Click here to read the rest.

And in a strange turn of events, Helen Pluckrose loved the article!

Taxi Driver and the Culture of Violence — My Latest Splice Today Article

One of my favorite movies is Martin Scorsese’s Taxi Driver. Released in 1976, the portrayal of madness, loneliness, urban decay, and violence still holds up. This is especially true in light of the recent mass shooting in Las Vegas. While everyone on social media is talking about gun control laws—which is important—the one key factor that everyone’s overlooking is how this recent shooting is part of a larger culture of violence in America; a culture that Taxi Driver portrays brilliantly.

The film stars Robert De Niro as Travis Bickle, a 26-year-old Vietnam vet who gets a job as a cabbie because of his insomnia. Everyday he’s disgusted by “the filth” he sees every night: pimps, gangs, hookers, and drug dealers. Bickle develops an obsessive crush on a woman named Betsy (Cybill Shepherd), who works for presidential candidate Charles Palantine. Their first date at a coffee shop goes well, but the second one fails horribly when Bickle takes her to a porno theater. She soon cuts off all contact with him, which hastens his decent into madness.

Bickle soon becomes obsessed with a 12-year-old prostitute named Iris (Jodie Foster). He tries to convince her to go back home to her parents, but she refuses. This only adds to Bickle’s obsession with “washing away” the filth in the city. He buys a round of guns via the black market, kills a man trying to hold up a corner store, and then decides to go bigger. First he tries to assassinate Palentine, but a Secret Service man chases him away before Bickle can pull out his gun. Then, in a graphically violent shootout, he kills Iris’ pimp Sport (Harvey Keitel), a brothel owner, and Iris’ john. The scene ends in an overhead shoot where the camera picks up all the carnage: Iris crying hysterically in a corner, Bickle covered in blood on a couch, the brothel owner’s brains splattered on the wall, the john lying in a pool of blood, and Sport’s corpse.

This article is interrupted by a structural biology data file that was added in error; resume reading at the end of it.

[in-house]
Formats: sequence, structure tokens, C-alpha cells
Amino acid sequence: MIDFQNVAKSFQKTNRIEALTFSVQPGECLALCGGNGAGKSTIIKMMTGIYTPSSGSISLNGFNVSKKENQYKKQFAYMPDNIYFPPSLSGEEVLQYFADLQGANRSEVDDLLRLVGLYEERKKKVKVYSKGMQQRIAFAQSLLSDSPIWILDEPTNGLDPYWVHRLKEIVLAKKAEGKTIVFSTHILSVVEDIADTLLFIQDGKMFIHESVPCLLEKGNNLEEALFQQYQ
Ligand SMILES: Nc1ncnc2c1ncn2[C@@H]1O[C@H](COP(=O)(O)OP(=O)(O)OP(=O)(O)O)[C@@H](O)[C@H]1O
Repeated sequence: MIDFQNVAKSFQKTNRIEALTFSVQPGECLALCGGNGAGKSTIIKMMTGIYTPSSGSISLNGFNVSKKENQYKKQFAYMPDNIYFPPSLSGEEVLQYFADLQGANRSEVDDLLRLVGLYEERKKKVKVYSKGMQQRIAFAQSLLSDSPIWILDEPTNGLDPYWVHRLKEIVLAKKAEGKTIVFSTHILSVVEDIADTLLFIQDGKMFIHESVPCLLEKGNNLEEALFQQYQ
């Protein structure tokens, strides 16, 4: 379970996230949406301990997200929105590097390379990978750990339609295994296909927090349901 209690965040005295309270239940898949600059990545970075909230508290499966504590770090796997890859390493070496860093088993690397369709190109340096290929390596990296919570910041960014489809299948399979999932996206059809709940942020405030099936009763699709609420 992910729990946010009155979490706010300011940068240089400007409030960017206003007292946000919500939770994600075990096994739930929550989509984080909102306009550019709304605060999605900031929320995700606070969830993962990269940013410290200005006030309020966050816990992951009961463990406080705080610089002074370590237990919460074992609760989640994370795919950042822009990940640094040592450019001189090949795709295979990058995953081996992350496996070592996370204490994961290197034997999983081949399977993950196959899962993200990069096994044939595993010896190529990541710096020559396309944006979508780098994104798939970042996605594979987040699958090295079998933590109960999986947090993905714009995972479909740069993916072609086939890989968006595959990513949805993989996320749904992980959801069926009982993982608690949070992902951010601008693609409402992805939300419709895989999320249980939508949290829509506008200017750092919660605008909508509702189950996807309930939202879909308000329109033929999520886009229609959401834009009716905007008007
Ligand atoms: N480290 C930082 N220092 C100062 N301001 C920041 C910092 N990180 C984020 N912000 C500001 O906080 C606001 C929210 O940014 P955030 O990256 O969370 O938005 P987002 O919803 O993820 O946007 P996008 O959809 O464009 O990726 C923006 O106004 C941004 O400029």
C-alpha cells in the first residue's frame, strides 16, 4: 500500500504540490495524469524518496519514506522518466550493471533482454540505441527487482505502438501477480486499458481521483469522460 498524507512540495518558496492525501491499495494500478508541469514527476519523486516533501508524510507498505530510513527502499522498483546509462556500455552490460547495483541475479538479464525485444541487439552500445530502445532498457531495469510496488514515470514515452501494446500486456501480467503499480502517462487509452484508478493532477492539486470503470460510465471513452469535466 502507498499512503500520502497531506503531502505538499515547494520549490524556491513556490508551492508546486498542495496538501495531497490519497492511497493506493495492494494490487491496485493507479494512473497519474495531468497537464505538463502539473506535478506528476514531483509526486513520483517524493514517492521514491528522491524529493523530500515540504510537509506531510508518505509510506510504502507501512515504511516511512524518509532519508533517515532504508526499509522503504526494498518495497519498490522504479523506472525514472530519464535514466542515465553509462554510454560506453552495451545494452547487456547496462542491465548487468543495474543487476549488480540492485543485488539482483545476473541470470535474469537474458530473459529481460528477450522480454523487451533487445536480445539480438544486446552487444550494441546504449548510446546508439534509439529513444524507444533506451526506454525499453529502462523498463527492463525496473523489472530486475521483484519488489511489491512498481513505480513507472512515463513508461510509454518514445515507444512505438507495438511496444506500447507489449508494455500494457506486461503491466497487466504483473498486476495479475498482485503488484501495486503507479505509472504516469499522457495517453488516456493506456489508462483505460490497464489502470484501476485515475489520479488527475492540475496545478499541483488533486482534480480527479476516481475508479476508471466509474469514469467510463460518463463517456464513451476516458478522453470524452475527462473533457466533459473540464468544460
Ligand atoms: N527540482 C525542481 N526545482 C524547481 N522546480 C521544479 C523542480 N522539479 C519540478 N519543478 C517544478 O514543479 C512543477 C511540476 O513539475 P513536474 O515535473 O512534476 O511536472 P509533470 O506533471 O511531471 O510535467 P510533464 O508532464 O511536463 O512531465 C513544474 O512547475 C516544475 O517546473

Ironically, Bickle suddenly becomes a hero. He saved a child from prostitution, and both Iris’ parents and the media praise him. Once Bickle recovers and is back driving a taxi, Betsy gets into his cab with a new respect for him. After he drops her off at her place, he drives off, but not without one last chilling look in the rearview mirror. This, according, to screenwriter Paul Schrader’s DVD commentary, means Bickle will do it again, but this time he won’t be a hero.

Click here to read the rest.

Will the Mythinformation Conference Destroy the Atheist Community? – Latest Splice Today Article

I’m relatively new to atheist/secular conferences, but the ones I’ve attended have been great. Last year’s Women in Secularism conference was a blast; I found family at this past April’s ReasonCon3, and made my conference speaking debut at this past June’s American Humanist Association conference. I love connecting with fellow humanist activists, making new friends, and meeting online friends for the first time at these conferences, and hope to do the same at next month’s PASTAHcon. However, there’s one I won’t attend, next week’s Mythinformation conference.

The annual Mythinformation event is hosted by Mythicist Milwaukee. Some of their past guest speakers include Dan Barker from the Freedom of Religion Foundation, Hemant Mehta of the Friendly Atheist blog, Mandisa Thomas from Black Nonbelievers, and scholar Richard Carrier. This year’s conference, however, includes three infamous YouTube personalities: Armoured Skeptic, Shoe0nHead, and Sargon of Akkad.